Wednesday, July 6, 2016

Audio Compression Patents Not Invalid Under 35 U.S.C. § 101

The court denied defendant's motion to dismiss on the ground that plaintiffs’ audio compression patents encompassed unpatentable subject matter and rejected defendant's argument that the claims were directed toward an abstract idea. "[T]he invention's ability to run on a general-purpose computer does not doom the claims. Indeed, the claims at issue here undoubtedly make computers more efficient. They solve a problem that the MPEG Audio standards-setting organization identified. They use 'a particular frame format or intensity stereo coding to make the audio processing of [defendant's] computers far more efficient.'. . . Unlike the claims in [another case], which dealt with a way to organize images - something humans can accomplish without a computer - the claims here 'encode[ ] and decode[ ] a wide-band signal in a manner that takes into account the hearing capabilities of the human ear at different frequencies: by coding the most important frequencies as accurately as possible, and coding less critical frequencies less precisely, a realistic replica of the original signal can be reproduced with the minimal amount of data.'. . . Plaintiffs are not seeking to patent a mathematical formula or the general idea of receiving and outputting information. Thus, the Asserted Patents do not claim an abstract idea."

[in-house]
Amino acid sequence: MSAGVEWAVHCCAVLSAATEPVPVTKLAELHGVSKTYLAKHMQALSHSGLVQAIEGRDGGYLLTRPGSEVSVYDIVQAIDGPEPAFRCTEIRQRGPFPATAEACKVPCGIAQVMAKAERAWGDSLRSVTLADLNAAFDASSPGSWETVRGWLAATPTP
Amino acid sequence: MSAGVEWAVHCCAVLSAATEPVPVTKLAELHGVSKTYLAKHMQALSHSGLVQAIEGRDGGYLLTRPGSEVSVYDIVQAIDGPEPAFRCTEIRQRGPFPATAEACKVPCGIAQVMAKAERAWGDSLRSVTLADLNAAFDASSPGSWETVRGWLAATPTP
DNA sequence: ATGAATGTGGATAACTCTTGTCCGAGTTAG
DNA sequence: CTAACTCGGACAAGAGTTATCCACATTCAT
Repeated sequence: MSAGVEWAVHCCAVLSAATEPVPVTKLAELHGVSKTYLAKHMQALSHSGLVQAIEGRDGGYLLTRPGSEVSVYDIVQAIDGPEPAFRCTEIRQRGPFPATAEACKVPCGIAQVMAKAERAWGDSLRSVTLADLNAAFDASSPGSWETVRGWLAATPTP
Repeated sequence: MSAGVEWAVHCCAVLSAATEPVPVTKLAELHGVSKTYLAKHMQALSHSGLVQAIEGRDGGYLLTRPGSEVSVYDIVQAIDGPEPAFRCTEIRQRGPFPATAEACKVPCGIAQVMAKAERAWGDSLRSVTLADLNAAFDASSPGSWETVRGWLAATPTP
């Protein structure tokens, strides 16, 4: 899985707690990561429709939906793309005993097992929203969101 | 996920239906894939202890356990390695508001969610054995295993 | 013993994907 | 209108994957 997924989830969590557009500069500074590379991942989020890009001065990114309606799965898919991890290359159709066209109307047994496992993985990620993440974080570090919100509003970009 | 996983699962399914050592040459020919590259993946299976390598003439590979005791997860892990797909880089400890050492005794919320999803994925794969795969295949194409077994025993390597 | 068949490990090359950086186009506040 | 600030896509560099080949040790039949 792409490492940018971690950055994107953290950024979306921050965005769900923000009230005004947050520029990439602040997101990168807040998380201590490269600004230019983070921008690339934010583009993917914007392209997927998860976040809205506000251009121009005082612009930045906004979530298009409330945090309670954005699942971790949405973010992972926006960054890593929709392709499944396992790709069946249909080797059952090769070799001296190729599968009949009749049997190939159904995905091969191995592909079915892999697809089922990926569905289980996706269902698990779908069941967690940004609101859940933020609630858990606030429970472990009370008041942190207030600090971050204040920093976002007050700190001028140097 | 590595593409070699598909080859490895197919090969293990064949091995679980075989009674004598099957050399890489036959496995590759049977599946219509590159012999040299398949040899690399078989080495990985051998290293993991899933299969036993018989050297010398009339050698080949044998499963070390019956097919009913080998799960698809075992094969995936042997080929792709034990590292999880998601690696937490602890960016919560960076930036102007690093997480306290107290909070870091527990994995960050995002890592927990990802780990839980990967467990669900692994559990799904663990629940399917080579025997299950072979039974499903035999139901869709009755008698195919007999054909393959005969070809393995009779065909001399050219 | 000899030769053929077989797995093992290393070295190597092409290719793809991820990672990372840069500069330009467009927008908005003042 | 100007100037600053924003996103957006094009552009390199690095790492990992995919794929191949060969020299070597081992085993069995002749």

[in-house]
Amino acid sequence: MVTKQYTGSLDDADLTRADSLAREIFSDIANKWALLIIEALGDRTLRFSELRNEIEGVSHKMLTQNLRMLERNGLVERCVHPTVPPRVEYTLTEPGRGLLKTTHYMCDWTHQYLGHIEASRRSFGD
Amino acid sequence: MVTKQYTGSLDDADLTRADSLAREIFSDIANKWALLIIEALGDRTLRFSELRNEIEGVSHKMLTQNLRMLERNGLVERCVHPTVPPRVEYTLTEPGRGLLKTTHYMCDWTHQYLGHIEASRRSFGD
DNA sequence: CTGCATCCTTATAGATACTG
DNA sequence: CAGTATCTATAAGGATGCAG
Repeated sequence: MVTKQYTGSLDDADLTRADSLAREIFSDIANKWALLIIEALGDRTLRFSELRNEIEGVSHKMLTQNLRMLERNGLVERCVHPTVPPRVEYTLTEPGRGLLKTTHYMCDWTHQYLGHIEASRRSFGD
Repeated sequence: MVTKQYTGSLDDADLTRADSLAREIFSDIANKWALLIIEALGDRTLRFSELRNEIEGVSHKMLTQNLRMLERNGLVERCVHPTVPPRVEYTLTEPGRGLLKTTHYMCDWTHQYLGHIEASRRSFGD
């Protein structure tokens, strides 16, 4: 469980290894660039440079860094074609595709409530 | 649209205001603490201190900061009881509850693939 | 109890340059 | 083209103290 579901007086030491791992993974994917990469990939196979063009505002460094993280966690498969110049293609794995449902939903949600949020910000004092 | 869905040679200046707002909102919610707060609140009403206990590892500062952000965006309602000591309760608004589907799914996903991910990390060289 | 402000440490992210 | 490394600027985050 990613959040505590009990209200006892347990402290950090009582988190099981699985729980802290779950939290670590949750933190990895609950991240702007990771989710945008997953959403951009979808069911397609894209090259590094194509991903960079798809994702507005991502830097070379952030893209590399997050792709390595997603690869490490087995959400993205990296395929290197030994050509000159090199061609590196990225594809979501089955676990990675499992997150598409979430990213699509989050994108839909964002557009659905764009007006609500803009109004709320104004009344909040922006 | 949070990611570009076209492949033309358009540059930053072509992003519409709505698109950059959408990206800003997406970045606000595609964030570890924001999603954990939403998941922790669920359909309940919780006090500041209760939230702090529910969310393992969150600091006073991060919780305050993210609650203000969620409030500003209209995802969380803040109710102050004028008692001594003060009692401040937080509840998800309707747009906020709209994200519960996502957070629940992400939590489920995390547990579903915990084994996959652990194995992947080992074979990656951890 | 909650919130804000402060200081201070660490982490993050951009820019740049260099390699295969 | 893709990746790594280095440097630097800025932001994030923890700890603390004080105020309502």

Audio MPEG, Inc. et al v. HP Inc., 2-15-cv-00073 (VAED July 1, 2016, Order) (Morgan, J.)

No comments: